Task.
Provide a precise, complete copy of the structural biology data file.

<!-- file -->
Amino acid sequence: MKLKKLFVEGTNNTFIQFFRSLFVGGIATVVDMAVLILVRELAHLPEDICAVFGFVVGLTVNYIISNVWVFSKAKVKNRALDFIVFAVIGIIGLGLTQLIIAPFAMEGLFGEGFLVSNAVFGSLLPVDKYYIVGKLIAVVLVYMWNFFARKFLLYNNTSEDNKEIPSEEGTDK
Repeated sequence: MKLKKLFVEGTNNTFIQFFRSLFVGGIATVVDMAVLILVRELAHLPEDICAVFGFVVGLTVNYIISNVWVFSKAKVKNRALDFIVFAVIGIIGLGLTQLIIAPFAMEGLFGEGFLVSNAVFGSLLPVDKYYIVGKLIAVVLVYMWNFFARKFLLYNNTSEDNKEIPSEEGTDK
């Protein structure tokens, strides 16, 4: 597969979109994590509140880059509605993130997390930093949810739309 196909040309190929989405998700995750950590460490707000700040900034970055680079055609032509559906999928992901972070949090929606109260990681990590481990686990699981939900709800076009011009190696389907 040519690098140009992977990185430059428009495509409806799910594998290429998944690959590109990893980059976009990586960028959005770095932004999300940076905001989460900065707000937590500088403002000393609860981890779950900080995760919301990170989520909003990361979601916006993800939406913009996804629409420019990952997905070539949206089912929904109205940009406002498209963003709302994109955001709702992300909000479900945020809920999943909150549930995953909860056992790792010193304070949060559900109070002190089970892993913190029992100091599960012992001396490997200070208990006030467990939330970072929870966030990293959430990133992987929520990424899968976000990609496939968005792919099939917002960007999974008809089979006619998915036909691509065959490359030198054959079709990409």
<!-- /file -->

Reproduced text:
Amino acid sequence: MKLKKLFVEGTNNTFIQFFRSLFVGGIATVVDMAVLILVRELAHLPEDICAVFGFVVGLTVNYIISNVWVFSKAKVKNRALDFIVFAVIGIIGLGLTQLIIAPFAMEGLFGEGFLVSNAVFGSLLPVDKYYIVGKLIAVVLVYMWNFFARKFLLYNNTSEDNKEIPSEEGTDK
Repeated sequence: MKLKKLFVEGTNNTFIQFFRSLFVGGIATVVDMAVLILVRELAHLPEDICAVFGFVVGLTVNYIISNVWVFSKAKVKNRALDFIVFAVIGIIGLGLTQLIIAPFAMEGLFGEGFLVSNAVFGSLLPVDKYYIVGKLIAVVLVYMWNFFARKFLLYNNTSEDNKEIPSEEGTDK
């Protein structure tokens, strides 16, 4: 597969979109994590509140880059509605993130997390930093949810739309 196909040309190929989405998700995750950590460490707000700040900034970055680079055609032509559906999928992901972070949090929606109260990681990590481990686990699981939900709800076009011009190696389907 040519690098140009992977990185430059428009495509409806799910594998290429998944690959590109990893980059976009990586960028959005770095932004999300940076905001989460900065707000937590500088403002000393609860981890779950900080995760919301990170989520909003990361979601916006993800939406913009996804629409420019990952997905070539949206089912929904109205940009406002498209963003709302994109955001709702992300909000479900945020809920999943909150549930995953909860056992790792010193304070949060559900109070002190089970892993913190029992100091599960012992001396490997200070208990006030467990939330970072929870966030990293959430990133992987929520990424899968976000990609496939968005792919099939917002960007999974008809089979006619998915036909691509065959490359030198054959079709990409």